When booking an excursion, double check that the company you’re working with has a good reputation. Call and make sure the number matches contact information online, and that there are reviews from happy customers. Otherwise, you could be just giving a stranger your credit card information and the ability to take you for a ride.

TIP: Read reviews, and make sure the company is legitimate.

7. The Mover Scam

Summer is the time to move. Your search for a mover yields a company that can do it fast, at what appears to be a reasonable price: but compared to what? Check with the Better Business Bureau to make sure that you are getting a deal rather than being the deal. Many of these sketchy movers will force you to ransom back your belongings.

TIP: Always read the reviews before hiring a mover.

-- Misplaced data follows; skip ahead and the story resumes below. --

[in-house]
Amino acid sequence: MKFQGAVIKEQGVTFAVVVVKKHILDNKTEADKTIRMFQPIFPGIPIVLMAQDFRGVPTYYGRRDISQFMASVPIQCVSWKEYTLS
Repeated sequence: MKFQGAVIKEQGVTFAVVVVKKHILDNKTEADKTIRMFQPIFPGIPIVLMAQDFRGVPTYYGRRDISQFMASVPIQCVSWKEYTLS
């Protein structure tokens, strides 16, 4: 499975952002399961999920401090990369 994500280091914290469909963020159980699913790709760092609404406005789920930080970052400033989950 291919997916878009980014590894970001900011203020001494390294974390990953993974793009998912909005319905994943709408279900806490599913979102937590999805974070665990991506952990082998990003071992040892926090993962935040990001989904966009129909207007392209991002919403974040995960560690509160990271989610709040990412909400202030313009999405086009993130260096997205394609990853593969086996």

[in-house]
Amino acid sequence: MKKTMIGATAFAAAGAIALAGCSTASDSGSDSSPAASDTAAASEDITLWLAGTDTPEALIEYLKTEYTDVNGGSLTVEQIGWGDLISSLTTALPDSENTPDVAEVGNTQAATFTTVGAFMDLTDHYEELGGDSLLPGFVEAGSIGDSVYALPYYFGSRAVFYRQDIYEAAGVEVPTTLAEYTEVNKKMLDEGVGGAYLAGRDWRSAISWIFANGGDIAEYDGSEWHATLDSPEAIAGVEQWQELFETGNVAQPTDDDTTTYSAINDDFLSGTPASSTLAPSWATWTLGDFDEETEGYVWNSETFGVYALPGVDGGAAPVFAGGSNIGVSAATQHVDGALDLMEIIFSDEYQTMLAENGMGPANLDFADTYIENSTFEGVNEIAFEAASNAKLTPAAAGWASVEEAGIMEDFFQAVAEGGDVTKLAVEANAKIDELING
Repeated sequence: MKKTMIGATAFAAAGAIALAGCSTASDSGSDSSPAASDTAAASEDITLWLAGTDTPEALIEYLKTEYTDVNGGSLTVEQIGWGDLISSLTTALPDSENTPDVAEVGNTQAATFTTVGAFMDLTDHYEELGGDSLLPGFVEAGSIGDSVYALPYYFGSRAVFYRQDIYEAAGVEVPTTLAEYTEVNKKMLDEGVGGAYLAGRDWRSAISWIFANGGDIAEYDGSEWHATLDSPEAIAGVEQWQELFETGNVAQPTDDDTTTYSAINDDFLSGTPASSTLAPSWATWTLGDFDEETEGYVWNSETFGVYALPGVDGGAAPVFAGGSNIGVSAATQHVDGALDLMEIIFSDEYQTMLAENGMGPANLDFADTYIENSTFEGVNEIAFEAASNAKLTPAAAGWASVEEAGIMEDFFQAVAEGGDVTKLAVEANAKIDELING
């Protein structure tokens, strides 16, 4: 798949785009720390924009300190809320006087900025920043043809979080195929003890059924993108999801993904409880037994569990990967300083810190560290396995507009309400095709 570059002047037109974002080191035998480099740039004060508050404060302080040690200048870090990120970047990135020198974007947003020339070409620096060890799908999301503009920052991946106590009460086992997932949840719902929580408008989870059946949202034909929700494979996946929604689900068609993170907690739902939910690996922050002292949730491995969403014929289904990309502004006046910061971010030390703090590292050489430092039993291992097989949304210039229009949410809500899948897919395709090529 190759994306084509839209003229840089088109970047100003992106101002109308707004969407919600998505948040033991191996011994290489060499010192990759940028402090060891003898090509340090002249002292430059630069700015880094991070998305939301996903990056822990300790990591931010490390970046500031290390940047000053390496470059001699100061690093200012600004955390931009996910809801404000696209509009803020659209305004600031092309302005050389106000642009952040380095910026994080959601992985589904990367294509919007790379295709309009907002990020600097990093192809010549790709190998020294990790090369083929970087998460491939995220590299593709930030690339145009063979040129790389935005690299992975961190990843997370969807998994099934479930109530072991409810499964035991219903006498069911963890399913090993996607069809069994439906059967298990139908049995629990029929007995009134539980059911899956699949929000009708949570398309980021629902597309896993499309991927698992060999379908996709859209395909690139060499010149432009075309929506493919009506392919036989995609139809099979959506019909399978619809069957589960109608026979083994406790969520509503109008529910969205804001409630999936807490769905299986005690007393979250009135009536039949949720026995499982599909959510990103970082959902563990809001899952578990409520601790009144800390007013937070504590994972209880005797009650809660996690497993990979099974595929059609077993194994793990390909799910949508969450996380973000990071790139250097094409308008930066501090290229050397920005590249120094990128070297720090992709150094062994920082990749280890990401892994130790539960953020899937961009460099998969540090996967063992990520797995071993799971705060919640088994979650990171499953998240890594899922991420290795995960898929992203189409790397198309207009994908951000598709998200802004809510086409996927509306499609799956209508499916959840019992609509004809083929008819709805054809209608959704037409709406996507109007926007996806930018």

8. The Concert Ticket Scam

Taylor Swift is rolling into town with her celebrated “1989” tour. You just have to have tickets. Are you sure you’re on a legitimate ticket site? You don’t want to find out the hard way.

TIP: Go to reputable ticket sellers (also check with the concert venues) to make absolutely sure you are dealing with someone who can and will actually deliver the goods to you rather than sell you a bill of goods.

9. The Home Maintenance Scam

Everyone has a punch list of home repairs that needs to get done before winter rolls around.

A guy shows up at your door, and tells you that his crew is working in the area and about to finish a job with some materials to spare. He offers to give you a deal because it will save him time and you money. No contract, no fuss; you agree to hire him and pay a deposit. Then he and his imaginary crew—along with your dough—are gone with the wind.